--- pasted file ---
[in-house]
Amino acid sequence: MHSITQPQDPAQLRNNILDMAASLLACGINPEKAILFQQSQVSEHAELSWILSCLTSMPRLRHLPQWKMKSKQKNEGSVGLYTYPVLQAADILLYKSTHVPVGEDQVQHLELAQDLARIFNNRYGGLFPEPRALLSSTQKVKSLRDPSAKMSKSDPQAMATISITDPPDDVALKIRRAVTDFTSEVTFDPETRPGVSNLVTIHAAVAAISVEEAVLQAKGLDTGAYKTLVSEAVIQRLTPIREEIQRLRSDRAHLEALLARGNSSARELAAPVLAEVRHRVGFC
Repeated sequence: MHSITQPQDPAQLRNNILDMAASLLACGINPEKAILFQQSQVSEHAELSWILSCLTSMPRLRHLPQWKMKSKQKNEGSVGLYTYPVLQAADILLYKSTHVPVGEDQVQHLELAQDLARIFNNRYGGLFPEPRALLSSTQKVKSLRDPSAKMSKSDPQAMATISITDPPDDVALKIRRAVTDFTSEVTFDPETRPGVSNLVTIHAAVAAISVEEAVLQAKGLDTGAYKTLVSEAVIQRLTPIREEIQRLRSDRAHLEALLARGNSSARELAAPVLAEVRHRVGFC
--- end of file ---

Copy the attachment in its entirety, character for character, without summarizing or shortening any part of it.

[in-house]
Amino acid sequence: MHSITQPQDPAQLRNNILDMAASLLACGINPEKAILFQQSQVSEHAELSWILSCLTSMPRLRHLPQWKMKSKQKNEGSVGLYTYPVLQAADILLYKSTHVPVGEDQVQHLELAQDLARIFNNRYGGLFPEPRALLSSTQKVKSLRDPSAKMSKSDPQAMATISITDPPDDVALKIRRAVTDFTSEVTFDPETRPGVSNLVTIHAAVAAISVEEAVLQAKGLDTGAYKTLVSEAVIQRLTPIREEIQRLRSDRAHLEALLARGNSSARELAAPVLAEVRHRVGFC
Repeated sequence: MHSITQPQDPAQLRNNILDMAASLLACGINPEKAILFQQSQVSEHAELSWILSCLTSMPRLRHLPQWKMKSKQKNEGSVGLYTYPVLQAADILLYKSTHVPVGEDQVQHLELAQDLARIFNNRYGGLFPEPRALLSSTQKVKSLRDPSAKMSKSDPQAMATISITDPPDDVALKIRRAVTDFTSEVTFDPETRPGVSNLVTIHAAVAAISVEEAVLQAKGLDTGAYKTLVSEAVIQRLTPIREEIQRLRSDRAHLEALLARGNSSARELAAPVLAEVRHRVGFC